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Continuous Pigging Multiphase Flow Concept

IP.com Disclosure Number: IPCOM000240213D
Publication Date: 2015-Jan-13
Document File: 3 page(s) / 289K

Publishing Venue

The IP.com Prior Art Database

Abstract

Oil and gas production in deep water marine environments around the world require some method of transferring produced fluids to centralized production facilities that separate oil, gas, and water – i.e., the fluids that are often produced together from an oil reservoir. One method of transfer is through offshore multiphase flow lines usually laid on the sea floor over some distance. These lines operate at high pressures and fluids in them tend to cool from the reservoir temperature to the ambient seawater temperature as they move because of heat loss. This cooling can result in the production of hydrates and the precipitation of waxes. All of these events can lead to flow assurance issues and ultimately to loss of production as complete or partial flow line blockage may occur. Current practices to limit these flow assurance problems include minimizing heat loss by using sophisticated insulation / heating systems, minimizing the length of flow lines, injecting chemicals into the flow line to control hydrate and wax formation, and providing dual flow lines to allow round-trip pigging from a surface platform. An alternative method to resolve these flow assurance issues may be to use a continuous pigging system in either a dual or single flow line system.

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Continuous Pigging Multiphase Flow Concept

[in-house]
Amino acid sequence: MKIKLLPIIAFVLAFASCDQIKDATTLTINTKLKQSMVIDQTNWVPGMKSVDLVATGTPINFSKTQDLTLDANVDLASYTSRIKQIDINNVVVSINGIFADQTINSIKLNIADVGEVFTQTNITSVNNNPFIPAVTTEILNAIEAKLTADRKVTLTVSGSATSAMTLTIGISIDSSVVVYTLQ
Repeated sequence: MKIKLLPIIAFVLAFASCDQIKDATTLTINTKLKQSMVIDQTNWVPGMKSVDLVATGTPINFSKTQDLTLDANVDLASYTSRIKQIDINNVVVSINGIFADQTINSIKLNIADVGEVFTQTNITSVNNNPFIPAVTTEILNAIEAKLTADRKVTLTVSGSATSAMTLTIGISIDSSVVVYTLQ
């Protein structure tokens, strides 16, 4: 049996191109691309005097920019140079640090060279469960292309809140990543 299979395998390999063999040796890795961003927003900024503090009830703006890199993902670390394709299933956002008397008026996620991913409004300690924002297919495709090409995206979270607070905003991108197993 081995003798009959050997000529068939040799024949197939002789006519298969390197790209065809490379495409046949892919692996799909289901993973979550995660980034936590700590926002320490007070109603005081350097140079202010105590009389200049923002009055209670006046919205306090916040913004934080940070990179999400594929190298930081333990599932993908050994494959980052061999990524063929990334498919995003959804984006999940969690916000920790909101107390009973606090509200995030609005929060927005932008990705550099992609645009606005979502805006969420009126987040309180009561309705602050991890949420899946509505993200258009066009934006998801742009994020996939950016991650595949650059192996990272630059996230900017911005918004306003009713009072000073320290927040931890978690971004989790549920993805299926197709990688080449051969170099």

Oil and gas production in deep water marine environments around the world require some method of transferring produced fluids to centralized production facilities that separate oil, gas, and water - i.e., the fluids that are often produced together from an oil reservoir. One method of transfer is through offshore multiphase flow lines usually laid on the sea floor over some distance. These lines operate at high pressures and fluids in them tend to cool from the reservoir temperature to the ambient seawater temperature as they move because of heat loss. This cooling can result in the production of hydrates and the precipitation of waxes. All of these events can lead to flow assurance issues and ultimately to loss of production as complete or partial flow line blockage may occur. Current practices to limit these flow assurance problems include minimizing heat loss by using sophisticated insulation / heating systems, minimizing the length of flow lines, injecting chemicals into the flow line to control hydrate and wax formation, and providing dual flow lines to allow round-trip pigging from a surface platform.

Concept Description

An alternative method to resolve these flow assurance issues may be to use a continuous pigging system in either a dual or single flow line system. One option for a dual flow line system allows the pig to make a round-trip down one flow line and back up the other (see Figure 1). Once it makes a complete trip, the pig reverses direction and flows back the other way. The pig itself is constructed and operated differently than current pigging operations.

Instead of being powered by pressurized fluids on one side of the pig, the concept utilizes a pig that is moved by a long cable. The cable is connected to a motor system on the production platform, connects to both sides of the pig, and forms a complete loop inside the dual flow line system. This will allow a motor on the platform to pull the pig in two directions allowing the pig to be pulled down one flow line to a subsea well manifold location and then back up the other flow line to the platform. Pulling on the other side of the pig allows the reverse course to the well manifold and back to the platform.

The pig itself requires a valve system that opens when the pig is moving from the platform to the well manifold along either flow line. If the pig is traveling toward the producing wells/manifold, the open valve system keeps the pig from building pressure in front...